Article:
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Flocks and Form

P. S. Krishnaprasad and alumnus Matteo Mischiati devise a new fiber bundle structure to describe the changing forms of flocks and underlying kinematic modes.

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FOR IMMEDIATE RELEASE  April 26, 2017

CONTACT:

Rebecca Copeland
301 405 6602
rebeccac@umd.edu

Ensemble inertia tensor of a collective (point cloud) visualized as an ellipsoid located at the center of mass (Figure 1 of paper – copyright Royal Society)

Picture a flock of birds in the sky – a migrating cohort of geese, a patch of swifts, or a murmuration of starlings. You notice patterns and changing forms – a 1 dimensional undulating rope of geese, or a 3D deformable solid suggested by a point cloud of starlings.  The imagined solid may rotate as a whole and change orientation, scale, density, or transform from an ellipsoid to something more elaborate in the blink of an eye. Can one provide effective descriptions of form, and suggest ways to capture the essential kinematic modes that govern transformations of form? 

Questions along similar lines had been posed and explored by chemists. Molecules of matter display symmetries in the configuration of individual atoms held together by chemical bonds. For instance, each molecule of the greenhouse gas Methane (CH4) has four Hydrogen atoms occupying the vertices of a platonic solid, the tetrahedron, and a Carbon atom located at the dead center. But this is a nominal structure which is subject to vibrations (hence change of shape) and rigid motions, as thermal energy is absorbed from and re-emitted to the environment—the domain of infra-red molecular spectroscopy. Quantum mechanics governs the frequencies of modes of vibration; in general there are 3n-6 such modes in a molecule made up of n atoms. Vibration co-exists with rotation and attempts at decoupling them failed, and as we now know thanks to the insights of mathematician Alain Guichardet, for reasons that lie in the geometry of fiber bundles (spaces with a certain local product structure).

One difficulty with the chemists’ tools lies in the high dimension of the shape space of a complex molecule, thus rendering them unwieldy for tackling large flocks. In "Geometric decompositions of collective motion," appearing on April 26 in the Proceedings of the Royal Society A, the authors devise a new fiber bundle structure to describe the changing forms of flocks and underlying kinematic modes. The journal website includes supplementary material that provides details on how the concept of ensemble inertia tensor described by just 6 parameters, is the key to the new structure. Under certain generic conditions, flock data can be factored into such a tensor and coordinates on a Stiefel manifold, a space that has played an important role in various areas of mathematics and applied science. The modes are arrived at in a principled manner via modern tools from the field of differential geometry. Using notions of energy attributed to various types of collective movement, the authors shed new light on data obtained by previous researchers from small flocks of pigeons in free flight over large distances.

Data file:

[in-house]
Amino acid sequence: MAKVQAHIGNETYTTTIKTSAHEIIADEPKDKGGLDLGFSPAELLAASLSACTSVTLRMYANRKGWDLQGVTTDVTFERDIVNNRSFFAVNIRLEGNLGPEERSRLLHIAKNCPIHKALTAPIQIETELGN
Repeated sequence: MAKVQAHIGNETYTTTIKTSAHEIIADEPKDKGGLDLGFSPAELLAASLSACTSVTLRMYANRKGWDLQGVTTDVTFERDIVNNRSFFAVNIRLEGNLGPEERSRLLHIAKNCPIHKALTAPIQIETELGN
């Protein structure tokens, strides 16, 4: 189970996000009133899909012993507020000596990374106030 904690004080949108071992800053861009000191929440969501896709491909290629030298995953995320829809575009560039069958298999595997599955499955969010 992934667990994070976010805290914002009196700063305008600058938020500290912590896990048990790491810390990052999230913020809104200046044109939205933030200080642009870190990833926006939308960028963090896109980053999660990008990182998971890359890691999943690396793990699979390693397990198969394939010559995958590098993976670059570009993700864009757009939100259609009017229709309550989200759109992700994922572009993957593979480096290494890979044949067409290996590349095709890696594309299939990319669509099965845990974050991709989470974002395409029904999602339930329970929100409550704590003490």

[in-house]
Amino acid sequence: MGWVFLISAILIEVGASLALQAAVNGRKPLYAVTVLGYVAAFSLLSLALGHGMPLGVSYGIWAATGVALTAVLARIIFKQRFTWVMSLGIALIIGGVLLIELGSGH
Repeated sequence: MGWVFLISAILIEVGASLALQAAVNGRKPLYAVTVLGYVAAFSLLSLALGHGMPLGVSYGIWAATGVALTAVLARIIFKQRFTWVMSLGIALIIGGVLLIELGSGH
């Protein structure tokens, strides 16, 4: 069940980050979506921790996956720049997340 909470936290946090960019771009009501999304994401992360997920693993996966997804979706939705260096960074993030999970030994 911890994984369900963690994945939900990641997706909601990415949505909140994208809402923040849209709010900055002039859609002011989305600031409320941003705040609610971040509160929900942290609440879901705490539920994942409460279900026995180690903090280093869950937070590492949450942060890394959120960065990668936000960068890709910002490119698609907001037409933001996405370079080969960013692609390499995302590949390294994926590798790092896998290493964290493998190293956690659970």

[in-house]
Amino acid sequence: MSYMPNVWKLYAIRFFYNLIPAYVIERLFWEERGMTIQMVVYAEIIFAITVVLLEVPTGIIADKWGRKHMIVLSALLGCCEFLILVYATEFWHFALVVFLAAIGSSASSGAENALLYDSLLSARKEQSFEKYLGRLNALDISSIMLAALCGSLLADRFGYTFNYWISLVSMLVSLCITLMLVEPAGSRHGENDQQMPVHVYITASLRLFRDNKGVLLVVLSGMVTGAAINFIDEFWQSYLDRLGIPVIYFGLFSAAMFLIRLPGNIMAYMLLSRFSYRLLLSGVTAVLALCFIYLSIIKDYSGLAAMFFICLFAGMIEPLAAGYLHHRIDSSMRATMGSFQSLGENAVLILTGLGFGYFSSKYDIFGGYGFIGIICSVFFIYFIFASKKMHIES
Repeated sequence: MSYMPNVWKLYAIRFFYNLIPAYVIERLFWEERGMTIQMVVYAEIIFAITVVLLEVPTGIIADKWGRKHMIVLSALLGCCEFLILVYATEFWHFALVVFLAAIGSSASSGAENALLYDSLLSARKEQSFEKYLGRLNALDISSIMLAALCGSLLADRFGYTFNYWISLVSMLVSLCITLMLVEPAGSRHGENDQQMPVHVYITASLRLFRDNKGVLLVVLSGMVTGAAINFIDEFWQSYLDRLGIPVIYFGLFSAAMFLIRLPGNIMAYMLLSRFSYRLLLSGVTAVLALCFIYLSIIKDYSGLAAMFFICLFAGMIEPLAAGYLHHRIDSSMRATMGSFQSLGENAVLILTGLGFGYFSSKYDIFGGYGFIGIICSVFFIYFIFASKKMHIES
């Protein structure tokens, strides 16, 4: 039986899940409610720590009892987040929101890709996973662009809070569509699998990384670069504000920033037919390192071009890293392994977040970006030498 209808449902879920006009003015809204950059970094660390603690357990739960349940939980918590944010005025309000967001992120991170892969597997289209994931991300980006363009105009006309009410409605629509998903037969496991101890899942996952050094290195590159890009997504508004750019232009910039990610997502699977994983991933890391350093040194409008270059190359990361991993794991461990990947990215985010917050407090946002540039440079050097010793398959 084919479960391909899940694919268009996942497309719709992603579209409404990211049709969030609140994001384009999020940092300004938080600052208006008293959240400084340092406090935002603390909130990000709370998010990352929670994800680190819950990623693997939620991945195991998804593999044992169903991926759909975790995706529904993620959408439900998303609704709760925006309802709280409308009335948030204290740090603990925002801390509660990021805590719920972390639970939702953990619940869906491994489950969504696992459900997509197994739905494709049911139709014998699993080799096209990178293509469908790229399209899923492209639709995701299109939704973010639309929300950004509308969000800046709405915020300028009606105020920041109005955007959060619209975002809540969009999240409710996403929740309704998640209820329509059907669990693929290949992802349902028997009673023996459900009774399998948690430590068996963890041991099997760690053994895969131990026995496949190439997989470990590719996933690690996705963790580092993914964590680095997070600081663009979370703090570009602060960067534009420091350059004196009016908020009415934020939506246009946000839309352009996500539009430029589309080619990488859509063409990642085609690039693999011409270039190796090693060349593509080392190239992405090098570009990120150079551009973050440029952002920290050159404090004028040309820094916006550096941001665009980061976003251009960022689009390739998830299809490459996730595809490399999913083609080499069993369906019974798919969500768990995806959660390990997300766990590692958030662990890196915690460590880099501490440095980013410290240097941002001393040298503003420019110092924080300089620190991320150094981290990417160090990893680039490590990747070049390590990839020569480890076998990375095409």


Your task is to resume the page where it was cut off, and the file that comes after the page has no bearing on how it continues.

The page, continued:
The paper was written by HHMI Janelia Research Campus Scientist Matteo Mischiati (EE Ph.D. 2011), and University of Maryland Professor P. S. Krishnaprasad (Electrical and Computer Engineering/Institute for Systems Research). The top-down approach of this paper complements their earlier collaboration based on the abstraction of agents in a collective as self-steering particles interacting according to strategies such as mutual motion camouflage.

The mathematics of fiber bundles underlying this paper has roots in twentieth century efforts to build new geometric foundations for physics, guided by the pioneers Elie Cartan and Charles Ehresmann. The authors use the kinetic energy quadratic form to construct velocity splittings, or connections in the sense of Ehresmann, that pave the way for computing kinematic modes of a flocking event. There are other threads that suggest steps to exploit the analytical tools of this paper in synthesizing algorithms for motion planning for collectives of robots. A different concern for the biologist may be posed:  

Just as spectroscopic read-outs provide chemical signatures of molecules in a sample being interrogated, could one speculate that energy splits amongst kinematic modes in the course of a flocking event yield some tell-tale signatures of the event? Further experience in analyzing large flock data may help answer this question.